Within minutes of posting a notice on Twitter, hundreds of visitors flocked to Pharma Marketing Blog to read the amazing news. Hundreds are still visiting while I write this.
The fake press release I posted was even copied and uploaded to other blogs, including the Medical Sales Recruiter blog: see "FDA sounds off about Pharma/Medical and their use of Social Media: Youtube, Twitter, etc." and Drug Wonks too!
Many people are also e-mailing me asking if it's true because they can't tell if it's an April Fool's joke or not!
Why do so many people want to believe?
It's about time is why!
And the time may be near! The FDA may actually issue such guidance in the near future -- no kidding this time!
Regulatory executives from several pharmaceutical companies have been meeting and discussing guidelines on how the drug industry can take advantage of social media for marketing and other healthcare communications purposes. The FDA has been involved as well! I was told this several weeks ago by a regulatory person in attendance at an industry conference.
But you don't have to take my word for it. You can read about it here: "Key Headline From Waggener Edstrom Webinar: Pharma Working With FDA On Social Media Marketing Guidance"
The same story was repeated in the April issue of MM&M.
What's the next step?
Call to Action: Bring More Stakeholders Into the Discussion!
I believe that more stakeholders need to be involved in the discussion of social media pharma marketing guidelines and best practices. I'm talking about ad agencies that work for pharmaceutical companies, patient advocates, healthcare professionals, social network site owners, etc.
The FDA did it right in 1996 when brought in all these stakeholders -- including me -- for a two-day public hearing on FDA AND INTERNET: ADVERTISING AND PROMOTION OF MEDICAL PRODUCTS (find the minutes here).
In his opening remarks to that hearing, Bill Schultz, who was Deputy Commissioner at the time, said "With the increased popularity of the Internet, it's not surprising that questions would begin to be raised about how the laws pertaining to drug and device advertising apply to the Internet. FDA has no question but that they do apply and, in fact, the Agency has issued a number of warning letters during the past six months. But we also recognize that the Internet raises some new and important and very different issues regarding the regulation of promotion."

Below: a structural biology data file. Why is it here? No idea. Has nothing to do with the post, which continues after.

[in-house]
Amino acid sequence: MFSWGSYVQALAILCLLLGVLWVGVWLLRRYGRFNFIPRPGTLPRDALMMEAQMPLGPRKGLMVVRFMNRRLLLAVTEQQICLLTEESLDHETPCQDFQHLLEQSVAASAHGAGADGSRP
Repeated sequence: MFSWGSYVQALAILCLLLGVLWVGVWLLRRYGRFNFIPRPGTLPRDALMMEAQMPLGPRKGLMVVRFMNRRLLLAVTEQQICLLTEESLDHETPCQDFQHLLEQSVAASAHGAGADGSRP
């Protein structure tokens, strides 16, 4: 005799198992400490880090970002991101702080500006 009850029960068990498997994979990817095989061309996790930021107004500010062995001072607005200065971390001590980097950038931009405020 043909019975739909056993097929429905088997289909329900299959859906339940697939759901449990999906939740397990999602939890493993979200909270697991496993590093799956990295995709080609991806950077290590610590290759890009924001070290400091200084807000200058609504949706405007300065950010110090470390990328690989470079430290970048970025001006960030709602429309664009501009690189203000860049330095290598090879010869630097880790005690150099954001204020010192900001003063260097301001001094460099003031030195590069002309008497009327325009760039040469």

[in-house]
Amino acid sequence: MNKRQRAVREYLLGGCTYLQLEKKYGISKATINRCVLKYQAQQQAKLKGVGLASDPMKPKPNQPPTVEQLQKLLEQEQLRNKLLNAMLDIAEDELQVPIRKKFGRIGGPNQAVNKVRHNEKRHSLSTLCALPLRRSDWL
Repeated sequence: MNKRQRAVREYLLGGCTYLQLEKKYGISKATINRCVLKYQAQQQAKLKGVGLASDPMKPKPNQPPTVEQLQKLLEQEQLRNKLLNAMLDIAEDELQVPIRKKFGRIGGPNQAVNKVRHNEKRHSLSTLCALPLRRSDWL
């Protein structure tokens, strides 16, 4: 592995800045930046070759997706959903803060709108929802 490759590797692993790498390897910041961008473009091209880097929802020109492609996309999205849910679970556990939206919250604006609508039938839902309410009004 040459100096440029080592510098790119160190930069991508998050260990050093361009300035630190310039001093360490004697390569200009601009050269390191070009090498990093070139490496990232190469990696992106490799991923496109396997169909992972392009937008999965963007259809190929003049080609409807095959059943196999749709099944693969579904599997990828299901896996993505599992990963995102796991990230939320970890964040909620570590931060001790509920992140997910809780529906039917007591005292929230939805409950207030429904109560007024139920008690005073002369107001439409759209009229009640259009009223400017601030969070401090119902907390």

Well, it's deja vu all over again! I bet the current people in charge of the FDA don't realize there was such a public meeting.
Next week I am hosting a invitation-only roundtable discussion entitled "Overcoming Barriers to Pharma's Engagement in Social Networks." It's a special event primarily for members of the ePharma Pioneer Club. At least a dozen people will be participating, including several pharma people. I am also inviting Jean-Ah Kang from the FDA and a representative from PhRMA to attend.
If you are interested in attending (openings are limited), fill out the ePharma Pioneer Club membership form and let me know.
Maybe we can get the ball rolling a little faster on this issue!
Should FDA Convene a Public Hearing on Use of Social Media by Pharma?
[Click here for background.]
This survey presents you with several different procedures the FDA could use to develop guidance for the use of social media for the promotion of drugs and other medical products it regulates. These are:
- Before issuing and draft guidance, FDA should convene a public hearing in which ALL the stakeholders can put on record their suggestions and concerns.
- FDA should consult privately with drug companies and then issue draft guidance open for public comments according to normal rulemaking procedures.
- FDA, without ANY prior consultation with drug companies, should issue draft guidance open for public (including industry) comments as per normal rulemaking procedure.
- If FDA solicits public comments -- no matter in what fashion -- it should publish ALL the comments it receives.